I am not sure there is a simpler ferment to make than sauerkraut. After all, it is only cabbage and salt. And time. You wait, letting the flavors grow and shift and change until you are left with a humble but power-packed probiotic vegetable. Sauerkraut is full of raw enzymes and probiotics, not to mention that it is a very good source of vitamin C after the fermentation process.
I like to eat more sauerkraut and other lacto-fermented vegetables in the wintertime. We can all use more vitamin C during cold and flu season to support our immune systems. I have read that seafaring people would take barrels of sauerkraut out with them to sea, since fresh produce would be scarce, and the vitamin C would protect against scurvy. I hope that it true, because it’s a great story!
Why make sauerkraut? Sauerkraut is probably the most accessible vegetable ferments, simply because it only has two ingredients and you will probably have the equipment you need on hand. Your health may benefit from the probiotic qualities of sauerkraut, improving your digestive health and immune system function. The rule of thumb with lacto-fermented vegetables, salads, and relishes is to serve them in small amounts alongside each meal. It is claimed to aid in digestion, and to provide more nutrients.
We have already covered the health benefits of water kefir in a previous Real Food 101 post, so try to think of sauerkraut in the same family. As you layer lacto-ferments into your diet, you will be gradually building up your body with what it evolved to eat. You are being kind to your body, so keep up the good work!
Equipment you may eventually want: Once you try it making sauerkraut and find that you enjoy it, you may want to invest in a few small items at first, and maybe even build up to buying a fermentation crock.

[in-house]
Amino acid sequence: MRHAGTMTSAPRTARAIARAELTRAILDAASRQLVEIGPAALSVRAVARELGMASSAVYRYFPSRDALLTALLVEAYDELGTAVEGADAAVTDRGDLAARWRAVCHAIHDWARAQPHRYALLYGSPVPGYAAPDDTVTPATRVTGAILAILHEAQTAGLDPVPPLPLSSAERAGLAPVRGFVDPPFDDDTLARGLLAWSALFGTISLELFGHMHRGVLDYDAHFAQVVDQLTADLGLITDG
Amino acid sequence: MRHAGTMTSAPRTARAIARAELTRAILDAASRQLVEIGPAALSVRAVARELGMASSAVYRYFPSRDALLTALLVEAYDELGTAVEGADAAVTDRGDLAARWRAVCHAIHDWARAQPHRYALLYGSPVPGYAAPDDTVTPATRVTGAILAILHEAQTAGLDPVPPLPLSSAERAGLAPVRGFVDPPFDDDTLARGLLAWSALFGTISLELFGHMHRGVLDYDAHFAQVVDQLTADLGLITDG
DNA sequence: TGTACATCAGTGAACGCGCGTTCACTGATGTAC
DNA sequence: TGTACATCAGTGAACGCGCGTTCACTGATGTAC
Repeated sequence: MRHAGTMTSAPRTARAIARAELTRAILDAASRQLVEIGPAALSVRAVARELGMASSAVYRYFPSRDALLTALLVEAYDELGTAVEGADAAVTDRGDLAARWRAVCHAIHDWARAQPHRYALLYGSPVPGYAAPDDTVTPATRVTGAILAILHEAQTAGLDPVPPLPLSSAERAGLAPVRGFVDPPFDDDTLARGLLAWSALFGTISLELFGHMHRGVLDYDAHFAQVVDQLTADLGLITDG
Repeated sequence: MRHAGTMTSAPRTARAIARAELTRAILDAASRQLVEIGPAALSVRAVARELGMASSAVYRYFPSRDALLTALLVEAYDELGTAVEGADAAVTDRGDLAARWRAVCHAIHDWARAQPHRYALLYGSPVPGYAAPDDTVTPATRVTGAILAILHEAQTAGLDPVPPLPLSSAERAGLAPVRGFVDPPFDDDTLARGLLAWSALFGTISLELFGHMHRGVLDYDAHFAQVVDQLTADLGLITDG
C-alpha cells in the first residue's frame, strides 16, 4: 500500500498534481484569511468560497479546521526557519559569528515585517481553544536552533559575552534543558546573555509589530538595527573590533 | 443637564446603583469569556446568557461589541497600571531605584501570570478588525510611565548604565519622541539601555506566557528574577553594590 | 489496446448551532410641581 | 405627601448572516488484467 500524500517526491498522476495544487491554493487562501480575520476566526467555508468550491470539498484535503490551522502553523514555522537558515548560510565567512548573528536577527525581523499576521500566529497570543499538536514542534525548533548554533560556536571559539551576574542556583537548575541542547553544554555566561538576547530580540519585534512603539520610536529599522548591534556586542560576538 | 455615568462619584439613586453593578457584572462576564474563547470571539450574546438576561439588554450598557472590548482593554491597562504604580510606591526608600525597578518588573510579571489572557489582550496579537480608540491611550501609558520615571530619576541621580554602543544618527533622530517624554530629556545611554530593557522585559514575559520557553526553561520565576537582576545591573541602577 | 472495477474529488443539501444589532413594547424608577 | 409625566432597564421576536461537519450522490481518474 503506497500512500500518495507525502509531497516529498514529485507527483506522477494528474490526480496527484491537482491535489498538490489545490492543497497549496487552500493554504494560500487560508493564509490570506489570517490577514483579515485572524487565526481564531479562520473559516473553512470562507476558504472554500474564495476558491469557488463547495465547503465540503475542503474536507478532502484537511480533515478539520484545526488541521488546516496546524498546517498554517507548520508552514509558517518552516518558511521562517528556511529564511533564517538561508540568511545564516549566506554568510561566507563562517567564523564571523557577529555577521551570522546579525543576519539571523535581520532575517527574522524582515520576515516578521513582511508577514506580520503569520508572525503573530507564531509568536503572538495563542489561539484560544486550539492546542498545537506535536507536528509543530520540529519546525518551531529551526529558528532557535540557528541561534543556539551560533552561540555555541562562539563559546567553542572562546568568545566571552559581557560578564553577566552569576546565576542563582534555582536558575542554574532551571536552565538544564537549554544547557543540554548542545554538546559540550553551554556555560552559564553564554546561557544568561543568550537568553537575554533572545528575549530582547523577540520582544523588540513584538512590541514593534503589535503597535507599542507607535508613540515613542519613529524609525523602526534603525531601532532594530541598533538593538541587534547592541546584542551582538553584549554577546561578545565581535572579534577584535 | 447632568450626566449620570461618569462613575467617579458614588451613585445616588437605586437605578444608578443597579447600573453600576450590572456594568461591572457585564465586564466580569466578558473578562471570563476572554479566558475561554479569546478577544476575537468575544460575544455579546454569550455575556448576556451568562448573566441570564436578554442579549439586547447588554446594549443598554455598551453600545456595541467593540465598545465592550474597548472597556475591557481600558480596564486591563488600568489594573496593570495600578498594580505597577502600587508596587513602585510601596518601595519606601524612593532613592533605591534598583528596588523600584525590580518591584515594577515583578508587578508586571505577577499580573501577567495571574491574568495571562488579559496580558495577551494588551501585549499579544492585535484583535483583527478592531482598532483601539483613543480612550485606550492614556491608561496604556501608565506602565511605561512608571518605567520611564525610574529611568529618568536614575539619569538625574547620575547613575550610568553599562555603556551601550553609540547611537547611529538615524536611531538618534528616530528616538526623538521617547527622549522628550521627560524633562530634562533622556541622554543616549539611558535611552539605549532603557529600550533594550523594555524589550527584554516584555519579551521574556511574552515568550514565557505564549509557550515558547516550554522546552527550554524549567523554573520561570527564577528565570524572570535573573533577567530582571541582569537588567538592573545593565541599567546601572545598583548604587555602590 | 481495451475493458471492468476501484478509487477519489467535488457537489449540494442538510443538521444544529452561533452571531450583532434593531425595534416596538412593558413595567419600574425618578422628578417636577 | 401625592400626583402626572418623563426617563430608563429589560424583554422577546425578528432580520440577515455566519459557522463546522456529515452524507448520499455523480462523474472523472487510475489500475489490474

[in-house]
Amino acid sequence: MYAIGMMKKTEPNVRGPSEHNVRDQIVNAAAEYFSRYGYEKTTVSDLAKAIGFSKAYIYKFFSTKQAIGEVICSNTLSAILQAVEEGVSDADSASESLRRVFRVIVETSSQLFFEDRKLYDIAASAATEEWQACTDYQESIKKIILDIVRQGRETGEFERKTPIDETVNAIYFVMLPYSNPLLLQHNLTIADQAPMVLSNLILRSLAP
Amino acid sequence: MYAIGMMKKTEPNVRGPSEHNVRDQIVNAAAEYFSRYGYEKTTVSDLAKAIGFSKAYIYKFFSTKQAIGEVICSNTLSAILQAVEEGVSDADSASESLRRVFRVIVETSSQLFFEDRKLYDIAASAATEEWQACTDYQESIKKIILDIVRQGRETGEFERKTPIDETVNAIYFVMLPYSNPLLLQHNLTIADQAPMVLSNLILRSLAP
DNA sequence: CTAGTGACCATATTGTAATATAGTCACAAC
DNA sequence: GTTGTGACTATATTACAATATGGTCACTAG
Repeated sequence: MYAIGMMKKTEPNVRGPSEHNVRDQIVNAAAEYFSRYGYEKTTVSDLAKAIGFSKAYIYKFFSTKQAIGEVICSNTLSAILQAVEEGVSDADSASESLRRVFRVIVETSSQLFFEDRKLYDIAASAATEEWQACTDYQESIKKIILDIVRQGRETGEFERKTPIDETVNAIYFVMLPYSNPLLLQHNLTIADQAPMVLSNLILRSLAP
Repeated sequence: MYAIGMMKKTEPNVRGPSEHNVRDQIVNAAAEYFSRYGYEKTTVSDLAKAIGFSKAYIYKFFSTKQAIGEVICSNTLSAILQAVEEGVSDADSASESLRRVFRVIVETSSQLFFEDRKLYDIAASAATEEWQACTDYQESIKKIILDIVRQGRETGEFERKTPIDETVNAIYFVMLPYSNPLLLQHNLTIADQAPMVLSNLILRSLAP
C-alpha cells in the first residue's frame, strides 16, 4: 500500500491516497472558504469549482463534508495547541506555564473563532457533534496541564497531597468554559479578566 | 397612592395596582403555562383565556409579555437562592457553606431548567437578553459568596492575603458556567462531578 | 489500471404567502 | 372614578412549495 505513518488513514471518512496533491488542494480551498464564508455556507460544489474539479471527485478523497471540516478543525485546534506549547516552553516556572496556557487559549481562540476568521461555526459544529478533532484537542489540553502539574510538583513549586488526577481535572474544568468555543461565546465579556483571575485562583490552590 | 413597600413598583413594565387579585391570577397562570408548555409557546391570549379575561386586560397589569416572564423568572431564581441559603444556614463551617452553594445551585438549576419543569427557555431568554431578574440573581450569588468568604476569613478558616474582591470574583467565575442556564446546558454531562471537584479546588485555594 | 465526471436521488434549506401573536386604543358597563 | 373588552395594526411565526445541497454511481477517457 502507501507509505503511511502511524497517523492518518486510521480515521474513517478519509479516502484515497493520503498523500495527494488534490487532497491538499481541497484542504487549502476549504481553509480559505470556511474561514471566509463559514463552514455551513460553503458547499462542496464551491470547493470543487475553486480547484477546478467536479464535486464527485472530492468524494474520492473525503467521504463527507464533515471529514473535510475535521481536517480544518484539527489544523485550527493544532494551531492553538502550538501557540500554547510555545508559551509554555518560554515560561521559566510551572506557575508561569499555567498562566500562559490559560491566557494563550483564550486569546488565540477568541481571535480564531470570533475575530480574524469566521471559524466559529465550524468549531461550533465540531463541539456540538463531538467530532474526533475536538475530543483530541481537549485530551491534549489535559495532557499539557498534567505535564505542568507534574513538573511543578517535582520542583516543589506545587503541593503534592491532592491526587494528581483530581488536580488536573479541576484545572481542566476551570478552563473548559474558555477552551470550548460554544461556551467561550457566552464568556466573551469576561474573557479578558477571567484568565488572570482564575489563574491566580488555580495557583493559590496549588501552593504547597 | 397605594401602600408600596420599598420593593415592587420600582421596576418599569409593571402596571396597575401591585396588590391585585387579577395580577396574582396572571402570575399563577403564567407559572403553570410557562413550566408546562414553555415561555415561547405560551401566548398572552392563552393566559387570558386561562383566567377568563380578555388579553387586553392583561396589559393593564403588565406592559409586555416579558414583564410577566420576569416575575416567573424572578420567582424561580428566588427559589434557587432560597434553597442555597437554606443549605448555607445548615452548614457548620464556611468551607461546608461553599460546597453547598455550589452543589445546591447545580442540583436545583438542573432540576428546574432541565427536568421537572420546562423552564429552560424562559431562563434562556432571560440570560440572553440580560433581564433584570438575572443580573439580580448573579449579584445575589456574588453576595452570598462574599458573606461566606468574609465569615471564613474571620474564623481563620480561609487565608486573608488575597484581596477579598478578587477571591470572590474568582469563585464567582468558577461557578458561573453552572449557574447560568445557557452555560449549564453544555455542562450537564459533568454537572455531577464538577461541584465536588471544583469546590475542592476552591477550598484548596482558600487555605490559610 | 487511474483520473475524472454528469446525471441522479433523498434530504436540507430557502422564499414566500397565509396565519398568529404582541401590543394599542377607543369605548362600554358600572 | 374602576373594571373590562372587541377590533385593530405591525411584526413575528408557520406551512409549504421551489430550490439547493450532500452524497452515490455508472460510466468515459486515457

- vegetable fermentation valve lids
- fermentation crocks
- large glass jars
- storage caps
- unrefined sea salt
makes one quart
1 large head of cabbage, green or purple
sea salt (buy unrefined sea salt here)
- Cut out the core of the cabbage, pry it out, and discard. Then cut the cabbage in half, and each half into four wedges.
- You can either shred your cabbage with a knife or a food processor. My food processor is not very big, so this is not a great option for me. I use a knife. Start slicing each wedge as thinly as possible with a sharp knife. After each wedge is sliced transfer the pile to a large bowl and sprinkle with salt.
- Repeat this after each wedge, and keep layering: cabbage, salt, cabbage, salt. End with another sprinkle of salt and then leave the bowl alone for at least an hour, but up to 3 hours. The salt will start to draw out the water in the cabbage. Keep checking until there is a generous amount of liquid, at least 1 cup.
- Start mashing the cabbage down with a potato masher, or a mallet. Because you let the salt draw out most of the water, you don’t need to pound this sauerkraut to death. Just mash it enough to break it down a bit. (wow, that bowl was full to the top, but mashed it’s less than half the bowl!)
- Transfer the cabbage to a half gallon glass jar, pressing down firmly to pack the cabbage as tightly in the jar as possible. If there isn’t enough water, top off with water to the brim of the jar.
- Set your jar on a plate to catch any liquid, and set a non-reactive lid loosely (or a valve lid tightly) on top. Try to get the liquid touching the lid if possible. Place in your kitchen somewhere dark, and make sure it is a few feet from any other ferments you have going in your kitchen.
- Every day, check under the lid to see any mold forms. If it does, you simply scrape it off; it won’t harm anything under the water line. Keep doing this for about week, and then start to taste your sauerkraut. You can stop whenever the flavor is as you like it. Usually, I let mine go for 2 weeks.
- When you are finished, simply replace the lid with a new clean one and screw tight. Transfer to the refrigerator and enjoy!